Rain over wet in the R3. In one of the most neglected suburban lines historically, the one that connects Puigcerdà with l’Hospitalet de Llobregat and which suffered four months of cuts in circulation between Mollet-Santa Rosa and Figaró due to the doubling of the track, now it only needed more trouble for Sunday’s cable theft.

In the morning rush hour, between seven and nine yesterday, there was an hour and a half delay in traffic between Parets del Vallès and Barcelona. And most users, like stoics trained in the art of waiting, patiently took on the marathon of transshipments until reaching their destination. Maribel Tomillo, administrator of a dermatological clinic in Barcelona, ​​arrived at Parets station shortly before eight in the morning. The previous train to Barcelona had left at 7.20am. Renfe announced on its website that on the R3 line “there are two trains per hour and in each direction”, but, unfortunately, yesterday it was not fulfilled towards Barcelona, ​​as the next train stopped at almost 9 am. Maribel, with two other neighbors, Olga Gómez and Montserrat Rodríguez, drove to Ripollet-Montcada, where the line ends, and boarded one of the shuttles enabled by Renfe to Fabra and Puig. He arrived at around 9.20 a.m. and continued with the L1 subway to Plaça Catalunya and there he changed to the FGC to take the L7 with a stop at El Putxet and walk a few minutes to Balmes with Kennedy, where he works. Despite being well informed, she could not fight the delays. “I checked the app, but it didn’t help because the timetables are not kept. I’ve been there since before 8 a.m. because I get in at 9.45 a.m. The doctor and the nurse can’t work if I don’t take care of the visits. Yesterday (for Monday) I already arrived at 10 am and today I will arrive much later”, he lamented.

Most of the users approached the station to check if there was a train, what its timetable was… A young Renfe operator attended to them with kindness, but with limited information. They continuously warned of the transshipment at Ripollet-Montcada over the public address system. Those who did not have a car had few alternatives. According to some residents, “since the beginning of May, Sagalés has reduced the frequency and buses to Barcelona. Either way, we don’t have to go by train and hold on,” protested Olga Gómez, who had to open a shop in Horta at 10 a.m. and could already see that she wouldn’t get there on time. Noa Martínez, 16 years old, had a meeting at 10 a.m. about Erasmus in Portugal, in Plaça Catalunya. I thought the trains went all the way to Catalonia. “Aaah, they don’t get there?”, he asked in surprise. They ended up calling a friend to take them to Barcelona. Montserrat Rodríguez works at the Egyptian Museum, at the reception and taking care of school visits. “I come in at 10 a.m. and luckily today (for yesterday) I don’t have children and I go more calmly. But if this lasts two months as they are saying, it will be very difficult to meet the schedules”. Olga Gómez was right and argued that “companies will not be able to endure so many delays if the service continues to be so poor. That they put us alternative buses, like when they cut the tracks to make the split”, he proposed. Maribel Tomillo went further: “If this chaos continues, I’m thinking of staying the night at my sister’s house in Barcelona,” she said very seriously.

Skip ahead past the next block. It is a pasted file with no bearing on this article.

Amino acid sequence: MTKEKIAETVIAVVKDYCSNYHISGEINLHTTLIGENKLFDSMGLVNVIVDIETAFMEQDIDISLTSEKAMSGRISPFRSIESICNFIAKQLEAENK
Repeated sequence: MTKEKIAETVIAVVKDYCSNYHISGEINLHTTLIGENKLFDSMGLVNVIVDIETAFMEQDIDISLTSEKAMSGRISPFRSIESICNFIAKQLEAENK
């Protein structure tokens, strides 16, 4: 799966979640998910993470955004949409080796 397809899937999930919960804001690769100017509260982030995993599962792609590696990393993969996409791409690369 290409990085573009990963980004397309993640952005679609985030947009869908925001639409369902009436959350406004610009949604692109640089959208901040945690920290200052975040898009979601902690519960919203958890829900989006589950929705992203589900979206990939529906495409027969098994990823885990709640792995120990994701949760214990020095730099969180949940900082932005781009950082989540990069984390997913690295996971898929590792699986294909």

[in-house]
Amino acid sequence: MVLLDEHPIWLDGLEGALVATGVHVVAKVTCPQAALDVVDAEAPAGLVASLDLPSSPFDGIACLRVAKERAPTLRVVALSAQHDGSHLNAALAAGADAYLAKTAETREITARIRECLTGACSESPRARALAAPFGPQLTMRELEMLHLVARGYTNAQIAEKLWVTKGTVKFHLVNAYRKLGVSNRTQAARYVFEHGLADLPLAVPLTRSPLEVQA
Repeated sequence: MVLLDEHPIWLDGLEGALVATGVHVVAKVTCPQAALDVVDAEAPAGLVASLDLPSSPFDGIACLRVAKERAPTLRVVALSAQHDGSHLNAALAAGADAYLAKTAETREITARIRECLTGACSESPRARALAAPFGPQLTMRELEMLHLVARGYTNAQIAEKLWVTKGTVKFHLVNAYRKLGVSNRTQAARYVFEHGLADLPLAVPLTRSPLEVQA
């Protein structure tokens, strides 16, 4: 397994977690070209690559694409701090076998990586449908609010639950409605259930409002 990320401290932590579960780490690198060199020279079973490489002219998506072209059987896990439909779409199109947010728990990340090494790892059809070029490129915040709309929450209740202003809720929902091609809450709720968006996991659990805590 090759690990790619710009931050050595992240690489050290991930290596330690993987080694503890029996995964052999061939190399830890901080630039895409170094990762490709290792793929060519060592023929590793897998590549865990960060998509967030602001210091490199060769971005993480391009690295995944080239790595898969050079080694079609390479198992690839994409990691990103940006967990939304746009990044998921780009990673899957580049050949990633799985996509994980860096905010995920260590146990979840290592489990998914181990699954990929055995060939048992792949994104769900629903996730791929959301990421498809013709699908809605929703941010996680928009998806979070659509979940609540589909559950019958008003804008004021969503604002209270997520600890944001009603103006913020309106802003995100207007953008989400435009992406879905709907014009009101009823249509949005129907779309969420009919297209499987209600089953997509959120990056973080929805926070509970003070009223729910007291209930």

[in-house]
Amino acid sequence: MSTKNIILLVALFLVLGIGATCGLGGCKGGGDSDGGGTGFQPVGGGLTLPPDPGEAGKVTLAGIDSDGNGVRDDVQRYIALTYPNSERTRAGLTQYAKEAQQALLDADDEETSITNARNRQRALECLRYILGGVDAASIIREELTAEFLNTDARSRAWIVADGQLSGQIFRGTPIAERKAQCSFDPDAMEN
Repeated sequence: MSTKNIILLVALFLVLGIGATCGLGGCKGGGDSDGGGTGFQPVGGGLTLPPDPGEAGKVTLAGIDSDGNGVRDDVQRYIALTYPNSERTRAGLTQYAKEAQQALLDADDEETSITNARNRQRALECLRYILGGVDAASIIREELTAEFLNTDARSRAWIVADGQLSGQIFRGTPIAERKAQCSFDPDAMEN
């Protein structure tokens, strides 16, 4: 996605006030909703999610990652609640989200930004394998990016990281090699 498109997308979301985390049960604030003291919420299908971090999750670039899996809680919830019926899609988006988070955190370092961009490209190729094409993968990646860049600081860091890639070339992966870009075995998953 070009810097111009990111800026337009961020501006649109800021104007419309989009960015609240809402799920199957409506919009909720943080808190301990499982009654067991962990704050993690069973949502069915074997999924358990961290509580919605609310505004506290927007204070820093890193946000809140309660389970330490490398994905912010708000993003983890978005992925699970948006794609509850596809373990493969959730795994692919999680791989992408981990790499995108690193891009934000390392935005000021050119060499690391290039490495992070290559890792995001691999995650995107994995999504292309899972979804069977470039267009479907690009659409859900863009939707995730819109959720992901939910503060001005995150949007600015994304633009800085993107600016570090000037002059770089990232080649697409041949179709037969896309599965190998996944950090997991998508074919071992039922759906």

After more than an hour of waiting, the train arrived at nine. There were free seats. The passengers, apparently calm, until they are asked. Irene, Liz and Betty had gone up to Canovelles. The first two were going to Cerdanyola del Vallès to look after two grandparents. The third, at a visit to the doctor, for tendinitis, in Barcelona. “We have already warned that we will arrive around 10 am, instead of 9 am. Once in Fabra i Puig we have to take another bus to Cerdanyola del Vallès. We might as well get up early. There aren’t two trains an hour, as they announced.” Liz was confident that the doctor would take care of her without any problems.

In the other direction, from Fabra i Puig to Granollers, the day did not start very well for Paqui Muñoz, a garment worker in the Valais capital. He enters at 6.30 a.m. and “as I was in the case of the Renfe problem, since 5.30 a.m. I’ve been waiting for the train to Ripollet-Montcada. He was supposed to leave at 6, but ended up leaving at 6:50. We have to do demonstrations or something because this can’t be taken anymore. It’s frustrating. What will they say to me at work? Stay longer to make up for lost time”, she pointed out, in pain and out of boredom. After 10 a.m., also in the same direction, the lawyer Urko Aguirre boarded the Fabra i Puig bus, heading to the Granollers courts, after a tour. “They have a trial at 12 pm and I left Hospitalet at 8.45 am, I took the L1 subway to Fabra i Puig and there I got on the shuttle bus to the station. I have a car, but I am a regular user of public transport. There has been a bit of a mess, but I think I will arrive on time”, he announced intuitively.